Leo Babauta has a great post at Zen Habits (a site I must remember to visit more often) on Full-Screen Living.
Many of us who write, he points out, use tools that simplify our computer screens. My last book, and most of my blog posts, were written in an application called WriteRoom, which presents me with a black screen, green plain type, and no formatting options, toolbars, or any other distractions. When I’m reading news articles on the web I often use “Readability,” which is a browser plugin that reformats the screen to make reading an undistracted full-screen experience. Babauta mentions these options, and more, and this may be new to you, but it’s something I’m already deeply into.
But where he gets really interesting is when he takes “full-screen” as a metaphor for life. It’s a brilliant metaphor, and along with many other writers I’m kicking myself that I didn’t think of it myself. Here’s the juicy part of his article:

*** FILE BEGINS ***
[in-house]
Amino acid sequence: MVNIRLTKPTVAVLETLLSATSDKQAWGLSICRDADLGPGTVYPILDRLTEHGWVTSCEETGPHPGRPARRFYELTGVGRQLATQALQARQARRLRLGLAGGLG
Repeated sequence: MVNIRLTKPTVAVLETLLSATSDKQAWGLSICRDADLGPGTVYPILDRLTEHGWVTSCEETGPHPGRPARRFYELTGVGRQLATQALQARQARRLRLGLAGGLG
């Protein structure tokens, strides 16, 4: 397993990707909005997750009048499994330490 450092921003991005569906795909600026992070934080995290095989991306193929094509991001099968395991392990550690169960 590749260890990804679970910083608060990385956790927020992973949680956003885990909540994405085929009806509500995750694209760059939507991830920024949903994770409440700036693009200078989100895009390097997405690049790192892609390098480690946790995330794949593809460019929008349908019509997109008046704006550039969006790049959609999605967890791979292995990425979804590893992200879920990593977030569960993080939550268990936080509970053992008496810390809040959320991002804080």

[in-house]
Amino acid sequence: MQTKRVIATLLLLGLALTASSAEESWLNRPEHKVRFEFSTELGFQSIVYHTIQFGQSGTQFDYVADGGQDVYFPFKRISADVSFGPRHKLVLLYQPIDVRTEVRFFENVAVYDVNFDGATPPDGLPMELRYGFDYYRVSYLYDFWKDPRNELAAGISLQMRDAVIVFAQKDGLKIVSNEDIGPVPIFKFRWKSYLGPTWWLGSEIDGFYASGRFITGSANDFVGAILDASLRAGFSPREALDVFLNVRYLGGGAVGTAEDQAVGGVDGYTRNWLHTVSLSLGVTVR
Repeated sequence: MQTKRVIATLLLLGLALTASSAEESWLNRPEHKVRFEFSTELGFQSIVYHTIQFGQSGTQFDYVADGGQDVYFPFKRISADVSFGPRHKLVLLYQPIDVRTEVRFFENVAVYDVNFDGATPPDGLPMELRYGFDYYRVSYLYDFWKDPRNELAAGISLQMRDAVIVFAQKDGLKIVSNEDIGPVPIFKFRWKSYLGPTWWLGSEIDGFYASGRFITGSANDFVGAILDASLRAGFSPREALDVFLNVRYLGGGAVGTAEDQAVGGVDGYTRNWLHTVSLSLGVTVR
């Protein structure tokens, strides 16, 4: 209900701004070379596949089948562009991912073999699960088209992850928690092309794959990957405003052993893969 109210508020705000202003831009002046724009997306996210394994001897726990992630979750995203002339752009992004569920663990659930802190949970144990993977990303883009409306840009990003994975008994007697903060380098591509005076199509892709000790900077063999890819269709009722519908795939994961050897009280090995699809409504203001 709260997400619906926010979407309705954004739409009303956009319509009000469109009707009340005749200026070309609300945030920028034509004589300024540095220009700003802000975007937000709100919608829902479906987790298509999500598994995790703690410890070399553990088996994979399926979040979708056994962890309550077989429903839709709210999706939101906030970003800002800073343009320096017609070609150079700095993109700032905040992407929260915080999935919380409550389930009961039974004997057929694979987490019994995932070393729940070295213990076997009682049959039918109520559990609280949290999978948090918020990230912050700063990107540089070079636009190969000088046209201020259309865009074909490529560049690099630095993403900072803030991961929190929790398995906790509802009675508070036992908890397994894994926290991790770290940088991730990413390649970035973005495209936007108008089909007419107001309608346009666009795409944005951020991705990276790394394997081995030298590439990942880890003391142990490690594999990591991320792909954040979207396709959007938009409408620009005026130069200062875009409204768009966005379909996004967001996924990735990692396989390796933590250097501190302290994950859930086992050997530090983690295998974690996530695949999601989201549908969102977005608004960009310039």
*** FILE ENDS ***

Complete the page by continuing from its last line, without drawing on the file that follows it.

That’s fine for computer work, but what about life in general? You can live exactly the same way.
If you’re going to spend time with your child, don’t switch between the child tab and the work tabs in the browser of your mind. Put your child into full-screen mode, and let him take up all your attention, and let work and everything else you need to do later fade into the background.
You’ll still get to the work, when you’re done with what you’re doing with your child, but for now, be fully in this one activity, with this one person. When you’re done with that, you can bring your work into full-screen mode, and let the rest of your life go into the background for the moment.
If you eat, let the food fill up the screen of your attention, not your thinking about other things. If you’re showering, let that fill your attention, instead of planning. When you’re brushing your teeth, let the “conversation” (read: argument) you had earlier fade away and just brush your teeth.
When you work, do one task at a time. And don’t just do one task at a time, but do that task with all your attention (or as much as possible), and don’t be thinking about the other tasks.
But how do we do this. Babauta has some advice on this too, but I’ll let you read that on Zen Habits.